- New deep learning model analyzes breast tissues in mammograms and accurately estimates density ratings.
- These ratings are an independent risk factor for breast cancer.
- The model takes less than one second to process one mammogram and it could be easily scaled throughout hospitals.
In the United States, breast cancer death rates are significantly higher than any other type of cancer, besides lung cancer (in women). According to the breastcancer.org, about 12.4 percent of women in the US develop invasive breast cancer over the course of their lifetime.
Mammography is a method of utilizing low-power X-rays to analyze the human breast for screening and diagnosis. However, dense tissue can make this process difficult by masking cancers on the mammogram. Typically, the evaluation of breast density depends on subjective human assessment. The outcomes vary across radiologists due to several factors.
Now, the researchers at Massachusetts General Hospital (MGH) and MIT have built an automated tool that accurately analyzes dense breast tissue in mammograms. It’s a deep-learning model trained on tens of thousands of high definition digital mammograms so that it can learn how to differentiate between different kinds of breast tissues.
Given a new mammographic image, the tools can detect a density measurement that is as reliable as expert radiologists. According to the authors, this is the first AI of its kind that has been successfully demonstrated on patients in the hospital. They believe that this technology can be broadly implemented across the nation and it will bring higher reliability to breast tissue assessments.
The tool is based on a convolutional neural network that is made up of neurons with learnable weights and biases. They trained and tested the network on a rich dataset containing over 58,000 mammographic images randomly taken from 39,000 women screened from 2009 to 2011. About 41,000 of these images were used for training, and 8,600 for testing.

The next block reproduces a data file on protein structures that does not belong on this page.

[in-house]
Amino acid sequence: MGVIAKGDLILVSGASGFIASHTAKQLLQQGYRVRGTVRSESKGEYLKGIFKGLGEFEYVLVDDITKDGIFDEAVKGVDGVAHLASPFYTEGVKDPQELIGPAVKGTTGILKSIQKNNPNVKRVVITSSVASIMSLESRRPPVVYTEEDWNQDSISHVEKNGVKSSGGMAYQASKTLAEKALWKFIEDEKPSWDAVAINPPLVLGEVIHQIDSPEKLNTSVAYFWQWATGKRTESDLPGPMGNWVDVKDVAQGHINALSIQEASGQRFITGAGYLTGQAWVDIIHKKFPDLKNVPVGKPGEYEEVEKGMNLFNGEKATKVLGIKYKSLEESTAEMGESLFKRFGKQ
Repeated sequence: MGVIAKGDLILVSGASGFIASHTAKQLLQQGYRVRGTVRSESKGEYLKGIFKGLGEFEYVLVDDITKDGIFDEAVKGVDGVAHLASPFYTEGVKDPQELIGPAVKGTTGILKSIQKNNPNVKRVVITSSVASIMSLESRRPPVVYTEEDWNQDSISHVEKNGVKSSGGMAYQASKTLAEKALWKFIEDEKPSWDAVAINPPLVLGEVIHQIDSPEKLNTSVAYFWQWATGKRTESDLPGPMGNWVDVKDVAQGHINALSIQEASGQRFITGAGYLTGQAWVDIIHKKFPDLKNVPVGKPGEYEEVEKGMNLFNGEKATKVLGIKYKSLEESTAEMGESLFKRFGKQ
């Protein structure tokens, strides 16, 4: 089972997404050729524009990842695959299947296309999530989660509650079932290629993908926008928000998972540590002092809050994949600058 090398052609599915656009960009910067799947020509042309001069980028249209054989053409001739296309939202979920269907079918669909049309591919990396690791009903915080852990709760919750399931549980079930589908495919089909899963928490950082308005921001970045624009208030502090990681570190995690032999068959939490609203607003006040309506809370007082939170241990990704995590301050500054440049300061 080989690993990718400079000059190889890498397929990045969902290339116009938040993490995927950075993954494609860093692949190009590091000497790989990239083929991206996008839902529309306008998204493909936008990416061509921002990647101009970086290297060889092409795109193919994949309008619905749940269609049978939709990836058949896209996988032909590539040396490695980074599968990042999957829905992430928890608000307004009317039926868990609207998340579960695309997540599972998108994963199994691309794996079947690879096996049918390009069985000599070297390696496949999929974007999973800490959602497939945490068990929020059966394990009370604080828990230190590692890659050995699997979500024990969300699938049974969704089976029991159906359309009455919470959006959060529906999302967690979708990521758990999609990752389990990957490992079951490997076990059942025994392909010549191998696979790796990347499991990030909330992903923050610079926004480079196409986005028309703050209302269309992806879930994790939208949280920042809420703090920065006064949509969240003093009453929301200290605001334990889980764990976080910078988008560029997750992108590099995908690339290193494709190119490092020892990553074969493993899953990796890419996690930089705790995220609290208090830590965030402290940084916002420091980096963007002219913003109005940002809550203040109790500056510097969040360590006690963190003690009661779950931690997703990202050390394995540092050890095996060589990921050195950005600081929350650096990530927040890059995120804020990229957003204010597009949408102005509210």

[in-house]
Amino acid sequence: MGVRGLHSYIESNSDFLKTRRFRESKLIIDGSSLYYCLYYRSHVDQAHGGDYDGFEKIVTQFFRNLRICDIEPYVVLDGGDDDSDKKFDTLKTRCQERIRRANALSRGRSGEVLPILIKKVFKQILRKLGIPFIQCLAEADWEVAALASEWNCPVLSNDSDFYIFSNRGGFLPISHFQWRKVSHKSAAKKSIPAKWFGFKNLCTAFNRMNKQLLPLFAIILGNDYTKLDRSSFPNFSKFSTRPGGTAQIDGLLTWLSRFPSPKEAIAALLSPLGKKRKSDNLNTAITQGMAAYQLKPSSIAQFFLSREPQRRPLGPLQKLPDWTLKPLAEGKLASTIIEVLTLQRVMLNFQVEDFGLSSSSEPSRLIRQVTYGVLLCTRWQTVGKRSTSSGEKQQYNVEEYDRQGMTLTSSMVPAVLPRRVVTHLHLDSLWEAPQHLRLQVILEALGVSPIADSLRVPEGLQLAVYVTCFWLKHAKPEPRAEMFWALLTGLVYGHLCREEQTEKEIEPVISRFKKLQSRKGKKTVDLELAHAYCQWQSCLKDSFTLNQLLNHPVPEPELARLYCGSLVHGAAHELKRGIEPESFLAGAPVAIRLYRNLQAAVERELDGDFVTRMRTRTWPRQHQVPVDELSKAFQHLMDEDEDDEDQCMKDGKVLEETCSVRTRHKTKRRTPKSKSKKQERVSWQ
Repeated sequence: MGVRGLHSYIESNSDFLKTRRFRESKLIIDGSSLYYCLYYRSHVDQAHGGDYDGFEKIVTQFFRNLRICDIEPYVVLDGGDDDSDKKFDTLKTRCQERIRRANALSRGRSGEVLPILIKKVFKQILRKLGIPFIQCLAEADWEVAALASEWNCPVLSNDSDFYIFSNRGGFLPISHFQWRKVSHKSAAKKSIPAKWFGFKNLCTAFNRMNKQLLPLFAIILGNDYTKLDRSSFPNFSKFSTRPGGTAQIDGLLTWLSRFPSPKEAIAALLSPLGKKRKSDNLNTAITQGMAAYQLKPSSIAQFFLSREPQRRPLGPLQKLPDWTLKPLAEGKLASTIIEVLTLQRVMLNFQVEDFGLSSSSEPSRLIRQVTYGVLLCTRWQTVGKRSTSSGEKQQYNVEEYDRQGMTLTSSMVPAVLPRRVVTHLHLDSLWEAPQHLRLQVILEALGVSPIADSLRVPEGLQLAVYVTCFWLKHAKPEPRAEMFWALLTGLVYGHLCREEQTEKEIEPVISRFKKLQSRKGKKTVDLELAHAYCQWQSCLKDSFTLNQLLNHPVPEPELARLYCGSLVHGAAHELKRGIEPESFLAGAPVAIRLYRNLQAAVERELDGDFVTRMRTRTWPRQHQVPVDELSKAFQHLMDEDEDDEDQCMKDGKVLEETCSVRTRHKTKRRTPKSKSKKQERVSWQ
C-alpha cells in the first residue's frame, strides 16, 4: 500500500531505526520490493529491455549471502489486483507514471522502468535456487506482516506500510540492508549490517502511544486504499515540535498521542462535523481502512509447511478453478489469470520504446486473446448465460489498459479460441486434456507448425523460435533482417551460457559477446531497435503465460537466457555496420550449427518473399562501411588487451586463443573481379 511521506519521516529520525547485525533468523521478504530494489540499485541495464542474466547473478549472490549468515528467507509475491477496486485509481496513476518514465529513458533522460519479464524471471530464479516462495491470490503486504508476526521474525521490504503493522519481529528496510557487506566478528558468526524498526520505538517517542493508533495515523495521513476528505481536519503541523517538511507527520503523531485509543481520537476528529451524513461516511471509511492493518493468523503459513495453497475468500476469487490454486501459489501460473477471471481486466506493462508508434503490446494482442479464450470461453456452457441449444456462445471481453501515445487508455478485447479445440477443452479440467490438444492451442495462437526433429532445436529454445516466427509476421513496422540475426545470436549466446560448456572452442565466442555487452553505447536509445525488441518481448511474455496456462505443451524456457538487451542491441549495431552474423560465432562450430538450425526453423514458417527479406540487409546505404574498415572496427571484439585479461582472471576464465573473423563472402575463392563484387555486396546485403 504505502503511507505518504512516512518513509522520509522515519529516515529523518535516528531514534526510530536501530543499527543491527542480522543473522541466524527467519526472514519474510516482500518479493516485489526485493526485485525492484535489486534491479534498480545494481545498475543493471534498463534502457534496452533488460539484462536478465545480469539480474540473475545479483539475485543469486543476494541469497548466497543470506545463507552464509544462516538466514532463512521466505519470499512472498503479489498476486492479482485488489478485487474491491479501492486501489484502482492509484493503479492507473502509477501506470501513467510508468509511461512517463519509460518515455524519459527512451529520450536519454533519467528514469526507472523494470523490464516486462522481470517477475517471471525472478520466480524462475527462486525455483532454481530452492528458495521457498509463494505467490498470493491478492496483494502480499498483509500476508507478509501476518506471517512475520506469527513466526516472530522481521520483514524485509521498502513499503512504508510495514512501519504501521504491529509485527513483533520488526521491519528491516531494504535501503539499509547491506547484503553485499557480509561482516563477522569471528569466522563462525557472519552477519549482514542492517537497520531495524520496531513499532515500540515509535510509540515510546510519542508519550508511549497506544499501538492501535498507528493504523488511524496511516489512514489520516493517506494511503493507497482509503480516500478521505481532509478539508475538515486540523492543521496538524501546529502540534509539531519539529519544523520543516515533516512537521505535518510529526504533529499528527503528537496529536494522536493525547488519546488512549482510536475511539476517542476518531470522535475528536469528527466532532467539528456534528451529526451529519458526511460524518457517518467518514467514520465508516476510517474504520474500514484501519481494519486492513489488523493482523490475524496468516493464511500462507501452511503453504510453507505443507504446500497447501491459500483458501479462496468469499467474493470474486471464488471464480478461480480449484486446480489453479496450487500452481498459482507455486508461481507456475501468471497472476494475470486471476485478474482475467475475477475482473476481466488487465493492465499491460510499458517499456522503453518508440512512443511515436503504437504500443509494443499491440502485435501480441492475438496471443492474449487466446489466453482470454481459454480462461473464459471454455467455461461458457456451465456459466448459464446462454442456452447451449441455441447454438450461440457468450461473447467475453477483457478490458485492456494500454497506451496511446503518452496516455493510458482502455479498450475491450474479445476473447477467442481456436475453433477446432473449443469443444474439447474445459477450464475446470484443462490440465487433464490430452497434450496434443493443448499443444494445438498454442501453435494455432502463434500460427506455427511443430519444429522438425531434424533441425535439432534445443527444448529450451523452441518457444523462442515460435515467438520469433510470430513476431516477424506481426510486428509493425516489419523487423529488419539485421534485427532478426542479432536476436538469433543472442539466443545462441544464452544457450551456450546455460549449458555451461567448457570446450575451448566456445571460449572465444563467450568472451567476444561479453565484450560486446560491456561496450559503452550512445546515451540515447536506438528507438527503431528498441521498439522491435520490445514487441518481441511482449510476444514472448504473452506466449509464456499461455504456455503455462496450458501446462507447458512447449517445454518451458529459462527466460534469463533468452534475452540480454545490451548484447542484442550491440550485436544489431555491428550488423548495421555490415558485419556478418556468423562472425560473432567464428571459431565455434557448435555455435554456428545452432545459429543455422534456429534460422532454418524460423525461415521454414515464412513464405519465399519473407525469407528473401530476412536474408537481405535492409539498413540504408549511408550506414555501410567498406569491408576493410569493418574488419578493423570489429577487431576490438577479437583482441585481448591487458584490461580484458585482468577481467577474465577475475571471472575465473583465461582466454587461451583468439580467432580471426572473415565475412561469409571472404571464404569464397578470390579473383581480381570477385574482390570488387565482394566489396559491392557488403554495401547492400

Each demographic image contains a standard BI-RAIDS (breast imaging reporting and data system) density rating in 4 groups:
- Heterogeneous (mostly dense)
- Scattered Density
In the training and testing phase, nearly 40% were rated as dense and heterogeneous. Throughout the training phase, the network is fed with random mammographic pictures for evaluation. It gradually learns to map mammograms in a way that they closely align with experts’ density ratings.
For example, fatty breast tissue networks seem thinner with gray area throughout, whereas dense breasts consist of fibrous and glandular connective tissue that appear as tightly packed network of solid white patches and thick white lines. In the testing phase, the network sees new mammographic images and estimates the most likely density group.
The tool was implemented at MGH’s breast imaging department, where it was installed in an isolated machine. Typically, a mammogram is generated and sent to a facility for evaluation, which is performed by an expert radiologist. After all necessary investigations, he/she assigns a density rating to each mammogram.
When experts pull up a scan in their facility, they will see the ratings assigned by this deep-learning tool, which they can further reject or accept.
The network takes less than one second to process one mammogram and it could be scaled throughout hospitals in the city, without spending much money and extensive manpower.
Radiologist assessment vs deep learning (DL) assessment for binary test | Courtesy of researchers
Between January and May (2018), the network observed more than 10,000 mammographic pictures, and it was able to achieve 94% agreement among experts in a binary test, where they had to determine whether breasts where either dense and heterogeneous or scattered and fatty. For all 4 BI-RAIDS groups, it aligned with experts opinion 90% of the time.
Radiologist assessment vs deep learning (DL) assessment for 4 BI-RAIDS groups | Courtesy of researchers
In general testing (based on the training dataset), the network matched the radiologists’ interpretations 87% of the time in binary tests, and 77% across 4 BI-RADS groups.
The conventional prediction techniques use a metric named kappa score, where 1 represents that estimations agree every time and lower value represents fewer cases of agreements. For existing methods, Kappa scores reach up to 0.6, whereas for the new model, it reaches to 0.85 in clinical application and 0.76 in general testing. This clearly indicates that the new tool makes better estimation than conventional techniques.